Granddad shirt

Raspberry fool – the colour – and picked up in some Edinburgh hippy clothing store – collarless granddad shirt. It suits me so well, and in my teenage mirror vanity, I’m satisfied.

Lenora and Pete are visiting, and then, Lenora just on her own, as Pete’s back at Uni. The sun’s hot outside, the green world baking, and scents of golden river water, reeds, and newly-shorn lanolin sheep.

Like the sheep, I’m sweating – but in my case, with awakened desire.

Somehow – a word, a hand touched, she moves to me. It’s way beyond my own know-how or self-esteem, and yet in these hot days, it’s soon done.

We camp up North, north of Applecross – a shambolic bus journey of poorly packed gear – arriving in rain followed by a midge-storm.

In the morning, the confined tent smells of blood and sex, warming in sunrise light. Occasional cars dodge sheep on the road beyond the dyke.

Hand in hand, boot after boot, we climb the rocky, rugged mountain above, pausing by pools.


When the company was yet small – perhaps just fifteen amiable geeks  – we hired a receptionist. Was it just me, or was it more a collective thing? I suspect the latter. Suddenly, from being an essentially sexless technology shop, we were galvanised. The scent of her perfume commingled with male pheromones, outfits with attitude emerged from the dusty recesses of wardrobes, and the (ultimately, I fear, fruitless) game was on.

With a degree in fine art, you could tell her presence was a necessary stop-gap rather than a life’s dream, but she bore it with grace – which, incidentally, I seem to recall was her name. Low-key friendliness at the front desk followed, and I guess the guys with better credentials (under 30? unmarried?) filtered to the top.

It’s a thing, perfume. Like a deliberate aura she consciously chooses to leave in her wake. The woman passes, and I’m looking up, nosing up, scenting her trail. There’s something lingering there. Heads up, like an alerted animal.

Frosty the Snowman

My gloves are far from watertight, and rapidly soak through with molten handfuls of snow. Kneeling in mounds of it, rolling lumpy, cylindrical balls of it, stripping the ground bare to reveal tracks of surprised-looking grass. Long stains on the trouser knees.

The cold and the wind ice my red ears, haunting possibilities of earache, neglect of scarf or hat. I will assemble a tentative figure of snow, structurally unsound, repeatedly re-built, but eventually upstanding. A couple of sticks and a handful of stones.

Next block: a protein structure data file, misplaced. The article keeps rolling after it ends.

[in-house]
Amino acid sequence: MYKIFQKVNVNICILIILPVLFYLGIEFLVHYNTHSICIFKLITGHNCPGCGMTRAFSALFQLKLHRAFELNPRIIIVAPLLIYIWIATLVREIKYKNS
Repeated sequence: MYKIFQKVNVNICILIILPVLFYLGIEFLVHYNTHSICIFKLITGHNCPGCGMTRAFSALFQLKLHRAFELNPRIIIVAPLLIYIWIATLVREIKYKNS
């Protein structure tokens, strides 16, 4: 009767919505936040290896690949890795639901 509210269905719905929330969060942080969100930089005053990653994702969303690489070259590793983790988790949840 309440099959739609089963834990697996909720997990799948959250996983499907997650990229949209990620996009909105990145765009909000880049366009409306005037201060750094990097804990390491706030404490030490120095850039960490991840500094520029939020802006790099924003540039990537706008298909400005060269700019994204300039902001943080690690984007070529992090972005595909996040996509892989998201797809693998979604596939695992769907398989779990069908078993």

Gathering a tin bowlful of snow, mixing with hot chocolate powder in the kitchen, tastes disappointingly watery, and yet repeated year on year in some kind of denial.

The smudge, oily, of coal on my hands, pressing in a row of jacket buttons. It smells faintly of tar and petrol.

The saccharin Christmas carols on an American LP – imagining choirs in artificially snowy shopping malls of neon-lit cityscapes. At the end of Side A, the needle rhythmically hisses against the track end until a grown-up goes through to lift it, gingerly, with the delicate lever. Next up: Snow White and the Seven Dwarfs.


Of course, Narnia. Feeling garments change to branches change to snow. Hearing icy winds blow, and that abrupt disorientation on stumbling out into another, parallel, slow-time-moving world. The taste of Turkish Delight, the witch’s bribe. The warming liquid that’s not quite hot chocolate, and that satisfies so deeply yet so profoundly incompletely as to become an insatiable addiction. The desire felt in the pit of the stomach, and the absolutely unspoken underlying sex of it all.

Girls riding a lion, faun’s kidnapping, sinister queens tempting young boys with sweets and drink. Power and death.

But now… rickety self-assemble hanging rails from Argos lift a few pounds from an undiscerning pocket and begin their short span of life between assembly and skip. A brief and non-illustrious life.

Or, acres of laminated chipboard pass through the great Ikea machine, plastering the walls of fine houses who should know better with birch veneer and blandness. Guilty.

The moths. The holes in my new sweater, or not so new, since lying unwashed in the wash basket for a year due to my inertia around hand washing. Nature will overcome.

The nightmares Luke had around monsters emerging from wardrobes. The buzzing in my ears waking me from dreams as if messengers from another world are urging me to hear.